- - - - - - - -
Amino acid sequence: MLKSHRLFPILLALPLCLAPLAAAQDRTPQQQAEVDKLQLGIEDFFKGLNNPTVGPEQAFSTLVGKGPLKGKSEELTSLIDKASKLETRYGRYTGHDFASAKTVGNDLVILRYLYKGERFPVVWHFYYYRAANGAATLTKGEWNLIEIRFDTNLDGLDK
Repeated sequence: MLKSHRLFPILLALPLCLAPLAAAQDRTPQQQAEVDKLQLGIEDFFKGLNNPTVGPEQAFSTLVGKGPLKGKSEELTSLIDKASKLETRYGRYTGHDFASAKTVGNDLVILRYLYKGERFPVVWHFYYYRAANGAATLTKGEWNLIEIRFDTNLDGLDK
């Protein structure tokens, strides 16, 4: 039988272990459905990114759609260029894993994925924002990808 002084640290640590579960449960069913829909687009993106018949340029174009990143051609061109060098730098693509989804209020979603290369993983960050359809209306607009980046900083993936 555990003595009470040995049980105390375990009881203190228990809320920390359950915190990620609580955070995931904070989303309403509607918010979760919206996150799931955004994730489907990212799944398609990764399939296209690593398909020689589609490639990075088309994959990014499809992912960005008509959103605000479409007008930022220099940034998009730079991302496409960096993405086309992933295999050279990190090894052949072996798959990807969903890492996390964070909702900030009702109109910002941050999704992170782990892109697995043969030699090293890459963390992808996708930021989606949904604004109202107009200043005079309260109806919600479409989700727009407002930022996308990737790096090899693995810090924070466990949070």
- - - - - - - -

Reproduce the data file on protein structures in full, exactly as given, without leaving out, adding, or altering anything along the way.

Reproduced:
Amino acid sequence: MLKSHRLFPILLALPLCLAPLAAAQDRTPQQQAEVDKLQLGIEDFFKGLNNPTVGPEQAFSTLVGKGPLKGKSEELTSLIDKASKLETRYGRYTGHDFASAKTVGNDLVILRYLYKGERFPVVWHFYYYRAANGAATLTKGEWNLIEIRFDTNLDGLDK
Repeated sequence: MLKSHRLFPILLALPLCLAPLAAAQDRTPQQQAEVDKLQLGIEDFFKGLNNPTVGPEQAFSTLVGKGPLKGKSEELTSLIDKASKLETRYGRYTGHDFASAKTVGNDLVILRYLYKGERFPVVWHFYYYRAANGAATLTKGEWNLIEIRFDTNLDGLDK
């Protein structure tokens, strides 16, 4: 039988272990459905990114759609260029894993994925924002990808 002084640290640590579960449960069913829909687009993106018949340029174009990143051609061109060098730098693509989804209020979603290369993983960050359809209306607009980046900083993936 555990003595009470040995049980105390375990009881203190228990809320920390359950915190990620609580955070995931904070989303309403509607918010979760919206996150799931955004994730489907990212799944398609990764399939296209690593398909020689589609490639990075088309994959990014499809992912960005008509959103605000479409007008930022220099940034998009730079991302496409960096993405086309992933295999050279990190090894052949072996798959990807969903890492996390964070909702900030009702109109910002941050999704992170782990892109697995043969030699090293890459963390992808996708930021989606949904604004109202107009200043005079309260109806919600479409989700727009407002930022996308990737790096090899693995810090924070466990949070």